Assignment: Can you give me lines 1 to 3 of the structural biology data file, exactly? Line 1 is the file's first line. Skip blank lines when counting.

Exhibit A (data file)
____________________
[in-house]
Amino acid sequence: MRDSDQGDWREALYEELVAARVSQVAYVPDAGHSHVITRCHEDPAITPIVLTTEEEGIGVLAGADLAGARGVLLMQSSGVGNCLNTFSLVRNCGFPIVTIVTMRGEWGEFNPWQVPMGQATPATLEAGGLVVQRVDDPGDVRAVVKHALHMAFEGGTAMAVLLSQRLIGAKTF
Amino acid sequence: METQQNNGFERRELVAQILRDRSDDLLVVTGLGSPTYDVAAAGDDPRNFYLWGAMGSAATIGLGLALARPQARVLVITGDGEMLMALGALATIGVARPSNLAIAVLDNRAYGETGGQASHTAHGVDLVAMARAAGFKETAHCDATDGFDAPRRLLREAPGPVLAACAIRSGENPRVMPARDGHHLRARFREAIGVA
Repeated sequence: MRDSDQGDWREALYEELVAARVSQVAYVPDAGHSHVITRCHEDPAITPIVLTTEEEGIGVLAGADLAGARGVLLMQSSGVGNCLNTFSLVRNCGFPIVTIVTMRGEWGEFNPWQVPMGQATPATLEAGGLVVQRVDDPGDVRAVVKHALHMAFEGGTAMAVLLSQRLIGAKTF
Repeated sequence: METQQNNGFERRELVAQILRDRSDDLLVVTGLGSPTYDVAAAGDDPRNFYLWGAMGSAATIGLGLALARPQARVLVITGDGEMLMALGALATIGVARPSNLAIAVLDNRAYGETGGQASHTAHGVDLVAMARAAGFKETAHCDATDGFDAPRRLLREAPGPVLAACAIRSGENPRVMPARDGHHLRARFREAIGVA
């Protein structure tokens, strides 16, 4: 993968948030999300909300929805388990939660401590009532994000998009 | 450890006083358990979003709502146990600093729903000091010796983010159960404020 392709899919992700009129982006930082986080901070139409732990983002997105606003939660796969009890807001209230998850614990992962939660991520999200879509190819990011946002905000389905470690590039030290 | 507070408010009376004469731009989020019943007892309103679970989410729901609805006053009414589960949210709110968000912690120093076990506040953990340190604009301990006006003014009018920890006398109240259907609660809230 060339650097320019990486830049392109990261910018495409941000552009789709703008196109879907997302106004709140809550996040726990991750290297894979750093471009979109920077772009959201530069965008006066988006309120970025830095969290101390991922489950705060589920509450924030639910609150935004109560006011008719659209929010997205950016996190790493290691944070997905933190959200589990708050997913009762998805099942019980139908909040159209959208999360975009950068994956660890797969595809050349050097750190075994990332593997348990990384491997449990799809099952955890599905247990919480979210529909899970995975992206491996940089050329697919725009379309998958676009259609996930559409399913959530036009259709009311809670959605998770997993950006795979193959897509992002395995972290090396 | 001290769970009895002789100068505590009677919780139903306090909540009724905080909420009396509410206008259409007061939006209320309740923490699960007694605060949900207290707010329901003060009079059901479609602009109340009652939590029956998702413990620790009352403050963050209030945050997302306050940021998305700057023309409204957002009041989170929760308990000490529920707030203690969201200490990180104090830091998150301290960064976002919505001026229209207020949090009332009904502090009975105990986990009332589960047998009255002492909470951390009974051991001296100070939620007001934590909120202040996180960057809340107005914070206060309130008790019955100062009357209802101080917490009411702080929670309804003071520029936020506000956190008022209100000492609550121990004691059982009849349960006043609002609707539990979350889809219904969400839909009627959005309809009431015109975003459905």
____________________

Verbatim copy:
[in-house]
Amino acid sequence: MRDSDQGDWREALYEELVAARVSQVAYVPDAGHSHVITRCHEDPAITPIVLTTEEEGIGVLAGADLAGARGVLLMQSSGVGNCLNTFSLVRNCGFPIVTIVTMRGEWGEFNPWQVPMGQATPATLEAGGLVVQRVDDPGDVRAVVKHALHMAFEGGTAMAVLLSQRLIGAKTF
Amino acid sequence: METQQNNGFERRELVAQILRDRSDDLLVVTGLGSPTYDVAAAGDDPRNFYLWGAMGSAATIGLGLALARPQARVLVITGDGEMLMALGALATIGVARPSNLAIAVLDNRAYGETGGQASHTAHGVDLVAMARAAGFKETAHCDATDGFDAPRRLLREAPGPVLAACAIRSGENPRVMPARDGHHLRARFREAIGVA